The Iconography of David
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This paper discusses that the flexibility of the image of David can be seen from the earliest Christian art through the High Renaissance. This paper refers to his portrayal as king in the Utrecht Psalter of the early ninth century, a depiction of the beheading of Goliath on a sculptured capital from the twelfth-century pilgrimage church at Vezelay and excerpts from the Davidic narrative in a thirteenth century psalter from Canterbury. The author states that the uses of the figure of David makes a point regarding the position of the Church in relation to secular authorities.
From the Paper:"The key to medieval iconography was long thought to reside solely in the "more restricted religious or dogmatic purposes" of Christian imagery, but it was also understood that political questions that involved the church were frequently commented on by the symbolic content of many works (Alexander 6). Once scholars began to look at Christian art as "a representational matrix that both codified and strengthened social values and thus ensured social cohesion" throughout Christendom; however, the full range of concerns addressed by the work has become more apparent (6)."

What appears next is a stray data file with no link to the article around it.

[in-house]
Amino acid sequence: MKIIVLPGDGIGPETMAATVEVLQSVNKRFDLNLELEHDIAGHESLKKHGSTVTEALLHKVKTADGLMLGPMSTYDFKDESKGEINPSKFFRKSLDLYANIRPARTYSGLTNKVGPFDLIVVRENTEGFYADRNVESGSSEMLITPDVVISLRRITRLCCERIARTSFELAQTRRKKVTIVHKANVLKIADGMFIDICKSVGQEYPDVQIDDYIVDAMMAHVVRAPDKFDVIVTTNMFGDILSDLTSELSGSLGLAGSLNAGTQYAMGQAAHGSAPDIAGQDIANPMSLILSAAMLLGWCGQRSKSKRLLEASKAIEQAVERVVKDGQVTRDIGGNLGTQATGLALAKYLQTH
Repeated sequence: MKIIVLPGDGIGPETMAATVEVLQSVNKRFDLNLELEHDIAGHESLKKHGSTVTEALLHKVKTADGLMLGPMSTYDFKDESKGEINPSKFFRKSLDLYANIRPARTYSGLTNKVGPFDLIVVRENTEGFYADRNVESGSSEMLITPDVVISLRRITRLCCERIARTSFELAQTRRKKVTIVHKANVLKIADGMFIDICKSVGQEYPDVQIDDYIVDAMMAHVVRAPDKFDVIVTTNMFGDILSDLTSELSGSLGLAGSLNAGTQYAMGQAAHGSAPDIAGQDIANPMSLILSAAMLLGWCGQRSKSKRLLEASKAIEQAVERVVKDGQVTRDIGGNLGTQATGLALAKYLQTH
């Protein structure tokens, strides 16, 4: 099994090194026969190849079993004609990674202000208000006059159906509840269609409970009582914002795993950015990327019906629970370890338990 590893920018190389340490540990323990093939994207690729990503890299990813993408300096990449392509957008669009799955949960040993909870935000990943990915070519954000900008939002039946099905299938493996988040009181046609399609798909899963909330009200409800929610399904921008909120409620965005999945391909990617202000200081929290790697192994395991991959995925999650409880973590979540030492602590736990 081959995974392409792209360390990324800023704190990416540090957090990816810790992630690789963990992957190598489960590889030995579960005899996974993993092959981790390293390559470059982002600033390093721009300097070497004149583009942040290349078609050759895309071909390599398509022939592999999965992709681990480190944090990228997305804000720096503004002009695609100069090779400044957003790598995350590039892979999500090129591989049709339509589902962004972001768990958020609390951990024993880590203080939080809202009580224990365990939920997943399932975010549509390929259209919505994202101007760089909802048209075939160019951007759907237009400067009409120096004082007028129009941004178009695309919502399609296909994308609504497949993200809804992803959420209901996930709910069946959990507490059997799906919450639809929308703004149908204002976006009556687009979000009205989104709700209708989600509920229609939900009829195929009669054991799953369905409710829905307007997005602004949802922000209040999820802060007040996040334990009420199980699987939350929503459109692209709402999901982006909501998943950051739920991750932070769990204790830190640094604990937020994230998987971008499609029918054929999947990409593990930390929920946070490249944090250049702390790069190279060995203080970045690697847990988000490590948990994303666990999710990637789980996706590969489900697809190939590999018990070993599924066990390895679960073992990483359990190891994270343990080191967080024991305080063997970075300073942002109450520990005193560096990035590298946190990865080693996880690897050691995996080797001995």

Cite this Research Paper:
The Iconography of David (2003, June 20) Retrieved September 25, 2022, from https://www.academon.com/research-paper/the-iconography-of-david-28076/
"The Iconography of David" 20 June 2003. Web. 25 September. 2022. <https://www.academon.com/research-paper/the-iconography-of-david-28076/>